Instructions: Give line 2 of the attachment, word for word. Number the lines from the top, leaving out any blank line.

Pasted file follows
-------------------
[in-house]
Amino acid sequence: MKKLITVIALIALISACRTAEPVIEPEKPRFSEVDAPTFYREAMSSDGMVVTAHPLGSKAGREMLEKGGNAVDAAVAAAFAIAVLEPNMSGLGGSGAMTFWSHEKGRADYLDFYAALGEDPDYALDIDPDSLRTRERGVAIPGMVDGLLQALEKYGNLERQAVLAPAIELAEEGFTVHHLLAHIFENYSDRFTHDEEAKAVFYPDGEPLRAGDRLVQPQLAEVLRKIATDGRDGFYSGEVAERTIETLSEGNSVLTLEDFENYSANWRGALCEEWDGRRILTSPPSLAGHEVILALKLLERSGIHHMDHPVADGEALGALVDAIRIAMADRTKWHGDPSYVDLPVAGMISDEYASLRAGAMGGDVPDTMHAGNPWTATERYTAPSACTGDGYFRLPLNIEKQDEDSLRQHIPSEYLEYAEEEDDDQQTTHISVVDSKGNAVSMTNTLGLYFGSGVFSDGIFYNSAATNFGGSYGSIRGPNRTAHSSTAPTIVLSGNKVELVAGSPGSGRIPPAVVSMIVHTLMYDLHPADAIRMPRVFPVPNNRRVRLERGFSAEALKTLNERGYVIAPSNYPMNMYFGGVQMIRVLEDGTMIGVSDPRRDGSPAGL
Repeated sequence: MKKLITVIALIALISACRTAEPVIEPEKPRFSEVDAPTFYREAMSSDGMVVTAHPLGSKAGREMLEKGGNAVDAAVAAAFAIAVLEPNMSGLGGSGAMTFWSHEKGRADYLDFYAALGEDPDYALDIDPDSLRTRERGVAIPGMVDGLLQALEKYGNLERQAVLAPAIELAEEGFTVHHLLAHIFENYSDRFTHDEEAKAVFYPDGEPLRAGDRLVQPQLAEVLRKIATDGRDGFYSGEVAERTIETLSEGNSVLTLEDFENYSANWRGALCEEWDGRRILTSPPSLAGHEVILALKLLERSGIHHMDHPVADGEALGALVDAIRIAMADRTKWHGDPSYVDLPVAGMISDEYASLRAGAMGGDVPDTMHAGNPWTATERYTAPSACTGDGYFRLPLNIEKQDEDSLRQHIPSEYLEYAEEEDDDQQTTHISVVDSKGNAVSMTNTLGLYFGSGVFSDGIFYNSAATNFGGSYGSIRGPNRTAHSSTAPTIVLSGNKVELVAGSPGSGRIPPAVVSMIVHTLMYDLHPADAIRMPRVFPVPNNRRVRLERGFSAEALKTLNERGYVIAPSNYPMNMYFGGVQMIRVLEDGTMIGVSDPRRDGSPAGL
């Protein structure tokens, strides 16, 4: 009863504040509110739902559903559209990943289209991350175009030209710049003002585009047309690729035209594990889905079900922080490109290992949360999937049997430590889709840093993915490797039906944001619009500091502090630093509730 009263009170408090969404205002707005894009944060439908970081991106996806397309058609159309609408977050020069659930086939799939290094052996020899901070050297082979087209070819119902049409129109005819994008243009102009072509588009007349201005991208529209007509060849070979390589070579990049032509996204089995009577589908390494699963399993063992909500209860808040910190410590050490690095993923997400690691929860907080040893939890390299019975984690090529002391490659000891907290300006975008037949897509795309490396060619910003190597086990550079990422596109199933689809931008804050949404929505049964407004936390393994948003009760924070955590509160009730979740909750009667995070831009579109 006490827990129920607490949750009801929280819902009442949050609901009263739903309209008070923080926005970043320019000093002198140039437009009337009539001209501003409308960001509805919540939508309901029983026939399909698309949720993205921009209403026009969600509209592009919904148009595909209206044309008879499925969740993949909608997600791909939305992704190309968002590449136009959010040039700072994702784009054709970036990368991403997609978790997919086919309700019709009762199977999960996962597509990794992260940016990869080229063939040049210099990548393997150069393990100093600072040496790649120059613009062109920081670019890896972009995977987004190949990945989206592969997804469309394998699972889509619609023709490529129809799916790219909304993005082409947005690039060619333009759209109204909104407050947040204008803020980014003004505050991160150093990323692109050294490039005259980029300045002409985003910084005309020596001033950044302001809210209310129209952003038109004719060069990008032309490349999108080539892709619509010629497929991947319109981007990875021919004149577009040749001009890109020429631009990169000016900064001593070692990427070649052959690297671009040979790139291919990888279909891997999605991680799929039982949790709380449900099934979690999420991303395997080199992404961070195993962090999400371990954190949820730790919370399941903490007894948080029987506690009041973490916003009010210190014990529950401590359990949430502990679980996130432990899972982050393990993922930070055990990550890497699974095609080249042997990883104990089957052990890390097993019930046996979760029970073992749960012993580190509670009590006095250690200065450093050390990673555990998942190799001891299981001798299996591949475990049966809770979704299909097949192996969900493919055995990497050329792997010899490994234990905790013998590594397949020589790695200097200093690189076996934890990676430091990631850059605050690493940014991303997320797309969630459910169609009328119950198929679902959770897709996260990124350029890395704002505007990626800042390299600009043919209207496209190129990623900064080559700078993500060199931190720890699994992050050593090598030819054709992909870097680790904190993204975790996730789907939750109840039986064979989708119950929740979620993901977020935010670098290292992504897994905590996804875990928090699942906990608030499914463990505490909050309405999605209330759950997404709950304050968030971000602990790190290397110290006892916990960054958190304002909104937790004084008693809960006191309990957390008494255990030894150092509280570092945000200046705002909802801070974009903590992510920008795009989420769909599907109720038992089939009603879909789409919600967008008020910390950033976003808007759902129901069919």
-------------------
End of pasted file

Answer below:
Amino acid sequence: MKKLITVIALIALISACRTAEPVIEPEKPRFSEVDAPTFYREAMSSDGMVVTAHPLGSKAGREMLEKGGNAVDAAVAAAFAIAVLEPNMSGLGGSGAMTFWSHEKGRADYLDFYAALGEDPDYALDIDPDSLRTRERGVAIPGMVDGLLQALEKYGNLERQAVLAPAIELAEEGFTVHHLLAHIFENYSDRFTHDEEAKAVFYPDGEPLRAGDRLVQPQLAEVLRKIATDGRDGFYSGEVAERTIETLSEGNSVLTLEDFENYSANWRGALCEEWDGRRILTSPPSLAGHEVILALKLLERSGIHHMDHPVADGEALGALVDAIRIAMADRTKWHGDPSYVDLPVAGMISDEYASLRAGAMGGDVPDTMHAGNPWTATERYTAPSACTGDGYFRLPLNIEKQDEDSLRQHIPSEYLEYAEEEDDDQQTTHISVVDSKGNAVSMTNTLGLYFGSGVFSDGIFYNSAATNFGGSYGSIRGPNRTAHSSTAPTIVLSGNKVELVAGSPGSGRIPPAVVSMIVHTLMYDLHPADAIRMPRVFPVPNNRRVRLERGFSAEALKTLNERGYVIAPSNYPMNMYFGGVQMIRVLEDGTMIGVSDPRRDGSPAGL